Many people tend to think that making up a language is incredibly difficult, and, admittedly, it's not exactly easy, but it's sort of a fun challenge, at least to someone like me who is fascinated by languages. So, today I'll be talking about conlangs- what they are, how to make them, and some of my own attempts at making some.
God bless you, Fluttershy.
The term 'conlang' is short for 'constructed language'. Basically, it's a language that someone made up, usually for use in a work of fiction. Some examples are Klingon, Elvish (Quenya and Sindarin), and Esperanto.
So, why are conlangs useful? Simple. When writing in a fictional setting, particularly fantasy or some alien culture, you need to come up with names for a lot of stuff- characters, places, tools, foodstuffs, whatever. You could just give them all real-world names, or just make up random names, or something, but it really helps to have a conlang, to have phonemes and morphemes, vocabulary and pronunciation rules to fall back on. (I know, this is starting to sound like work. Just hold on- I'll explain everything.)
So, when writing a conlang, where do you start? Well, first you need to know what sounds you want your language to have. Basically, you have to choose some consonants and some vowels. Want your language to have a 'K' sound? An 'R' sound? An 'A' sound? Remember, too, conlangs can use sounds that aren't in the English language (or whatever other language you happen to speak). In one of my conlangs, Kaerian, I decided to include an alveolar click, which I represented with an apostrophe. (It really pissed off my mom, too, when I was sitting over a notebook mumbling a bunch of nonsense words with odd clicking sounds in them.)
One thing I really like to do with my languages is get rid of letters that are used in English that I think are, frankly, a bit unnecessary. I mean, come on, C, you can't do anything that K or S can't. And what the hell is even up with Q? Why does it need a U after it? Can't we just make Q sound like what QU sounds like now? If not, can't we just get rid of Q altogether and use KW instead?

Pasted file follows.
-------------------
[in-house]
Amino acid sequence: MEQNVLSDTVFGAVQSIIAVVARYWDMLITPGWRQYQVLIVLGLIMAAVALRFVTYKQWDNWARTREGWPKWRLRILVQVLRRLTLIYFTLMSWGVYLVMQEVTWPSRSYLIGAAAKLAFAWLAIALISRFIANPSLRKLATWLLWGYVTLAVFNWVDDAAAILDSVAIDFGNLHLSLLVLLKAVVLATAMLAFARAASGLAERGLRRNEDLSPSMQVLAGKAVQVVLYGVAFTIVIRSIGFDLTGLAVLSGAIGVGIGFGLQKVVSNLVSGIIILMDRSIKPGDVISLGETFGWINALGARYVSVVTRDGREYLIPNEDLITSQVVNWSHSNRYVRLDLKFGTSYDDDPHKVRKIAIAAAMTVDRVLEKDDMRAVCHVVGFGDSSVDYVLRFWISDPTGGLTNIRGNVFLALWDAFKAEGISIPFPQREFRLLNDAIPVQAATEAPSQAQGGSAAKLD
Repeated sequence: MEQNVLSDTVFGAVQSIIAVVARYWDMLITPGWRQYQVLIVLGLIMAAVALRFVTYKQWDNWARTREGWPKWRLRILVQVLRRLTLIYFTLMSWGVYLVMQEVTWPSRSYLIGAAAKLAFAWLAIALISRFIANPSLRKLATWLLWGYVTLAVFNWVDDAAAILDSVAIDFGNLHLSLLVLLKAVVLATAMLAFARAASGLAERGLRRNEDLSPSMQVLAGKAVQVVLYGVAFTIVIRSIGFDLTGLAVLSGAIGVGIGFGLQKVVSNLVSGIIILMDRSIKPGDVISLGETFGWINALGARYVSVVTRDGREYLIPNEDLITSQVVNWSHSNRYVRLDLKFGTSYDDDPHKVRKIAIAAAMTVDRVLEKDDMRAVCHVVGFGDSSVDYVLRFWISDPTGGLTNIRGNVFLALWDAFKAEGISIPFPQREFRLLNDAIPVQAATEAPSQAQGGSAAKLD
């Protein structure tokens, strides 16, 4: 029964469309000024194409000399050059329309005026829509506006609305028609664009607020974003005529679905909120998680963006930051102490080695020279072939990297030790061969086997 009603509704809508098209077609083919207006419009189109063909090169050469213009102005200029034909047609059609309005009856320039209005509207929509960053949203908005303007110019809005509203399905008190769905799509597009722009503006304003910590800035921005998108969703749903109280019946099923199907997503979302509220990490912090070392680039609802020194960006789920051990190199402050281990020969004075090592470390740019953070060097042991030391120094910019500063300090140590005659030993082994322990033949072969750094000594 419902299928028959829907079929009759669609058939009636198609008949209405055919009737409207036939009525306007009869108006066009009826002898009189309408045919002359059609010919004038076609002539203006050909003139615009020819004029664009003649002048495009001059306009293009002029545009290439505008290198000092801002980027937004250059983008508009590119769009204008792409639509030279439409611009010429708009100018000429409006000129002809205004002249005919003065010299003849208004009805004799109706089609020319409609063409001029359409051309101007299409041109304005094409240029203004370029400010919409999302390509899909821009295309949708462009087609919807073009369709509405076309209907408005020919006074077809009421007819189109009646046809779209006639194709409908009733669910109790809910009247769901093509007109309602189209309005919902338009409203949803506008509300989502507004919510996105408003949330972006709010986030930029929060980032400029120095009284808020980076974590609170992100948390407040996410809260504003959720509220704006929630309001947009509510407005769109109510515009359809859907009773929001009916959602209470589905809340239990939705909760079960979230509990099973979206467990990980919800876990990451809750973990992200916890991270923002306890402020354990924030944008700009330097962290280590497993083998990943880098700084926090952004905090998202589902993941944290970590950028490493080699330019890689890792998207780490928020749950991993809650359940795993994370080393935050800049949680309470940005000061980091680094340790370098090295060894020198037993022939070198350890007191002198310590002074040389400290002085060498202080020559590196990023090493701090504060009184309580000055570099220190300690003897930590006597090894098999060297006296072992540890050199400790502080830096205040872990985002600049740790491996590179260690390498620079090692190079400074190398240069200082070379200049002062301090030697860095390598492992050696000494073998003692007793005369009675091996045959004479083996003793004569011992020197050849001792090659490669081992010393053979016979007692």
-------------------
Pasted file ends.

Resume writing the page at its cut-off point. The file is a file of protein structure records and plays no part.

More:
So, now you've got sounds, right? Now comes the hard part. (Aw.) No, it's okay, guys, really! We can make it fun! Grammar is awesome, right? Come on, Fluttershy, back me up here.
Et tu, Fluttershy?
Quick sidenote: grammar isn't necessary if you're making a naming language, which is basically just a language made up of a bunch of nouns and adjectives used to create names. I made one myself, with some consonant shifts for regional variation. For example, to make a name for a noble family, I used my word for gold (alda), my word for land (terla), and my word for house (vama) and mashed them together to make the name Aldelvam. Naming languages are quick and easy to make, and they're good if you need lots of different groups with distinct names- people from country A can all use sounds like K, G, and R, and people from country B can use sounds like F, L, and P- ta-da, distinct sounds for different cultures!
Now, grammar. I know, you wanted to avoid it. It's easily the most difficult part of the process. One thing that it's tempting to do is just copy the grammar of either the language you speak, or another language you know well- I know that in my first conlang, Strix, the grammar and much of the vocabulary were basically just Latin with a few minor tweaks. This is bad because it means that you aren't really making the language its own, you're just writing another language in code.
I'm not going to lecture you on different grammatical structures- if you're interested in that, I will point out this lovely essay, and also this one for a start. Instead, I'm going to tell you a bit about some conlangs I made in the past, and how I got around various problems.